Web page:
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JSPES, Vol. 27, No. 2 (Summer 2002 )
p. 131-149

The United States Requirements for an Antisatellite (ASAT) Capability

Matthew Mowthorpe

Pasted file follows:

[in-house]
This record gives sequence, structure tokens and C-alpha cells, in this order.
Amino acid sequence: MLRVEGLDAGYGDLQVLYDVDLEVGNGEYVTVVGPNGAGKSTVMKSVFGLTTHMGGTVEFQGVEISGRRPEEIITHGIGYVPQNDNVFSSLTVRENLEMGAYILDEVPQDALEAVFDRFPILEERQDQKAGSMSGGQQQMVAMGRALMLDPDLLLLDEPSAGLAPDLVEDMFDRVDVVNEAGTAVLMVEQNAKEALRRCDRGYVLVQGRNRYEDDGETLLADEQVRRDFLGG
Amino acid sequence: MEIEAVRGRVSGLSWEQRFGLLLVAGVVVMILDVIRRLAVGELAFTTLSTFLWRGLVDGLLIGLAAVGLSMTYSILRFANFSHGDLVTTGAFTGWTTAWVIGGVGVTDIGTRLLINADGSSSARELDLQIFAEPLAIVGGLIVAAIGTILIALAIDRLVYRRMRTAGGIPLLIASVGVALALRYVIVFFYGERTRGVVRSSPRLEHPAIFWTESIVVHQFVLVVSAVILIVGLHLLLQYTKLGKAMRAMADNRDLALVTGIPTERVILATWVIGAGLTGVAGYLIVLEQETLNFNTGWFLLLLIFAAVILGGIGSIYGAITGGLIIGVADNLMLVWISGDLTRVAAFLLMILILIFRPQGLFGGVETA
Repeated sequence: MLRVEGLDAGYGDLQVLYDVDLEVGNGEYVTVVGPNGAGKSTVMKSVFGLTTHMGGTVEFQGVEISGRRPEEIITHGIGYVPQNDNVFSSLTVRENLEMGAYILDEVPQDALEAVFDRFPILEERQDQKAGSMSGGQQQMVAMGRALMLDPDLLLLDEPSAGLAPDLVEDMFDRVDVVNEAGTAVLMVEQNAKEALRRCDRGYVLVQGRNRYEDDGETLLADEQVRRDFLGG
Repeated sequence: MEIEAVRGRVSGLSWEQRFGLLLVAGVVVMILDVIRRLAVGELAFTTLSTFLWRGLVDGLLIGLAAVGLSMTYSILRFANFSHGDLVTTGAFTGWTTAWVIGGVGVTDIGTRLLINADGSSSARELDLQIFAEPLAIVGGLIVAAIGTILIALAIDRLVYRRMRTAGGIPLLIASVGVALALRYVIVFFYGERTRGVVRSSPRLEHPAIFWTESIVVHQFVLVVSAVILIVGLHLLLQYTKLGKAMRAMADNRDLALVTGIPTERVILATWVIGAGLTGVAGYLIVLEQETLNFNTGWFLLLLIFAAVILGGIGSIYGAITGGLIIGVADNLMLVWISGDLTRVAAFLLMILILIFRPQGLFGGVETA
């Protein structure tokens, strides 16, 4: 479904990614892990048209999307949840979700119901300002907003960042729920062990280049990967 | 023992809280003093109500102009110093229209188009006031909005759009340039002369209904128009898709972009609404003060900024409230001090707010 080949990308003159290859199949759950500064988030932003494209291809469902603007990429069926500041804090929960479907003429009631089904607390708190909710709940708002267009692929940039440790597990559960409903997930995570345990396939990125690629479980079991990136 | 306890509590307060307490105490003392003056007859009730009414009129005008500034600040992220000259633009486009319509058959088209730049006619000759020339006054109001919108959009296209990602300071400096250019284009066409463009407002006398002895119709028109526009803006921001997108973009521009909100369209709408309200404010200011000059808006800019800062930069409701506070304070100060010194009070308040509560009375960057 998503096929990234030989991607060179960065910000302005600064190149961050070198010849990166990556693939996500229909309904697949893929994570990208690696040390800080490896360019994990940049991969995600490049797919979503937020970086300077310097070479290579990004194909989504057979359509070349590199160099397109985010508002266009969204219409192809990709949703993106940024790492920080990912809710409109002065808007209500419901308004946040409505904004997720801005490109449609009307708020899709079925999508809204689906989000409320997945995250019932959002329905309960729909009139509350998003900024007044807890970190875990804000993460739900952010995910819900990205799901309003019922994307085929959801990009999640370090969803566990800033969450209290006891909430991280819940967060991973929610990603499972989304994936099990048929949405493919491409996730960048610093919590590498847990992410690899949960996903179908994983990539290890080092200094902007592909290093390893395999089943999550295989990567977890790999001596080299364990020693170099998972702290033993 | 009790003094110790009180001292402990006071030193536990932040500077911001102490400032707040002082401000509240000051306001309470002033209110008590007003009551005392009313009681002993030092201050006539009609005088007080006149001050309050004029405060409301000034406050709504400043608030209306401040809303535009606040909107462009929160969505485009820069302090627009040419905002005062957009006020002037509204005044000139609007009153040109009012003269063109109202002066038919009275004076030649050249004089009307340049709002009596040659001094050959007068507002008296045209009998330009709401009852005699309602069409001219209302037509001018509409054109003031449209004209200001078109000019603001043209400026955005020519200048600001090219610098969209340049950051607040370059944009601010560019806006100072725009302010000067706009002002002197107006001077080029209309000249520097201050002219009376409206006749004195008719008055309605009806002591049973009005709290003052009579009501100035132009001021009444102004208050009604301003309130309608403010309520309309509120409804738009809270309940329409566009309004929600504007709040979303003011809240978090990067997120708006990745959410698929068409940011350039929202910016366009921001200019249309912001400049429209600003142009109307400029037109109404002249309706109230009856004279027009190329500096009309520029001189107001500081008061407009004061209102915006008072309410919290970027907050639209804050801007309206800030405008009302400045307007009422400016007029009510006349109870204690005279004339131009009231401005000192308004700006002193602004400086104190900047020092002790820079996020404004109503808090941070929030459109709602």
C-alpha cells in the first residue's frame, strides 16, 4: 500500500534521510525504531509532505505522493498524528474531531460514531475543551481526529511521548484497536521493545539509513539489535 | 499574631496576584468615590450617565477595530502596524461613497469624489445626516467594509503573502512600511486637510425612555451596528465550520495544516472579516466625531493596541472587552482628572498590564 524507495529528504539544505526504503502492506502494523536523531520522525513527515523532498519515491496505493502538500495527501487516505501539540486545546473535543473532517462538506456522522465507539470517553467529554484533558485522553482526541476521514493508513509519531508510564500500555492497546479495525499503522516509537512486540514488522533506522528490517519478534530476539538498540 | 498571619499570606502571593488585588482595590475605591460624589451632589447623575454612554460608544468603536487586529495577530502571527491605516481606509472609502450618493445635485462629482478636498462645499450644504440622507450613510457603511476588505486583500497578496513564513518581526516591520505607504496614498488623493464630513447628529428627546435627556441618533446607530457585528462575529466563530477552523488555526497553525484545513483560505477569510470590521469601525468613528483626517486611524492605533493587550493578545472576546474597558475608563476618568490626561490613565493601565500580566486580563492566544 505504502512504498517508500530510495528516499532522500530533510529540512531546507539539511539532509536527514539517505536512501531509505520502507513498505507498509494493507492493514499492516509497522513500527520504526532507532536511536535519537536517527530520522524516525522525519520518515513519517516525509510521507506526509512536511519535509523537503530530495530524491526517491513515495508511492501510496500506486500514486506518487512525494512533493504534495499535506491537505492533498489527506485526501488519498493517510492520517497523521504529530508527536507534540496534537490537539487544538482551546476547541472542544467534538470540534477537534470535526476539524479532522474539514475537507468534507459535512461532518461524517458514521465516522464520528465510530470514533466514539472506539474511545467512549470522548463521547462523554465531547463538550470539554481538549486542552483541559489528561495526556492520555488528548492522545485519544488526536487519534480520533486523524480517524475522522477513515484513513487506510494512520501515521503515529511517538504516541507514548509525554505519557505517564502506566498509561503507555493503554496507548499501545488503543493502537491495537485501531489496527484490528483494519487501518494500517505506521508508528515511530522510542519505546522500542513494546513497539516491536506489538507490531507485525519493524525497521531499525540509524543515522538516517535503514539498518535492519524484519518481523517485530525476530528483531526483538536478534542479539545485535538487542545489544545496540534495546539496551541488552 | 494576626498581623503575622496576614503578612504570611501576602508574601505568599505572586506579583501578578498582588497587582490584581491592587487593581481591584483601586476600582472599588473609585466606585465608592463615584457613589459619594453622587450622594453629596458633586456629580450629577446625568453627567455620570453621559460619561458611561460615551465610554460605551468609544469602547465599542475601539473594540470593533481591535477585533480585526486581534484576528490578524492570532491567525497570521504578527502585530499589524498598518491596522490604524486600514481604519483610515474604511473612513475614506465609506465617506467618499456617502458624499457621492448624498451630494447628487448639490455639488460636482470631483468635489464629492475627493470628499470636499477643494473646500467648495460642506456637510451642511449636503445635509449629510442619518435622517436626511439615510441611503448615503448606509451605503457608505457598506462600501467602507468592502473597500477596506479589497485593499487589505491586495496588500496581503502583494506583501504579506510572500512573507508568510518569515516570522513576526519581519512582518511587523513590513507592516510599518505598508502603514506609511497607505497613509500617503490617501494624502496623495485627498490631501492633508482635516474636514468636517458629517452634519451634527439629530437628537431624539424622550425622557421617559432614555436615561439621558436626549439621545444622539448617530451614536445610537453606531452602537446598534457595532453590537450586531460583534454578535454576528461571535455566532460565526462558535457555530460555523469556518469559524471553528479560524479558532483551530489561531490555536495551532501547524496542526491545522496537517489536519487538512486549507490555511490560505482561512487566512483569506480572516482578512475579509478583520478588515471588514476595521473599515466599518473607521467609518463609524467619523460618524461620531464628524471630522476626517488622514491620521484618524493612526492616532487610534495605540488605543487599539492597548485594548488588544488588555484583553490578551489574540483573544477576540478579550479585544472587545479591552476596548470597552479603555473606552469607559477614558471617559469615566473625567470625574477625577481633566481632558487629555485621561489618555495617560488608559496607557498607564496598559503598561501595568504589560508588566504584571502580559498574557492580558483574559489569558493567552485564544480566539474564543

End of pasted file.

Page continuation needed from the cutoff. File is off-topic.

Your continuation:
This article examines the United States policy towards acquiring anti-satellite weapons. It seeks to examine why the United States deemed it necessary to develop antisatellite weapons and indeed poses the question is the United States nearer to acquiring an ASAT now. Initially it analyses the philosophy which believed that ASAT weapons had a destabilising effect on the United States' relationship with the Soviet Union. The article then addresses the successive administration's policies towards ASAT weapons and discusses the technological systems. Towards the latter period of the Cold War in the late 1970s ASAT arms control measures began to be debated. It is beyond the scope of the article to address all of the ASAT negotiations, so the focus of this section is on the period when ASAT limitations were at their closest. With the end of the Cold War the ASAT issue has not gone away, indeed the issue has risen to the fore, especially in the light of the US policy which seeks to control space. The final section addresses the US approach to this. This is the salience for ASAT discussions to date, in that appears that the development of a space control policy is driving the requirement for an ASAT capability and such a capability could be closer now than at any time before.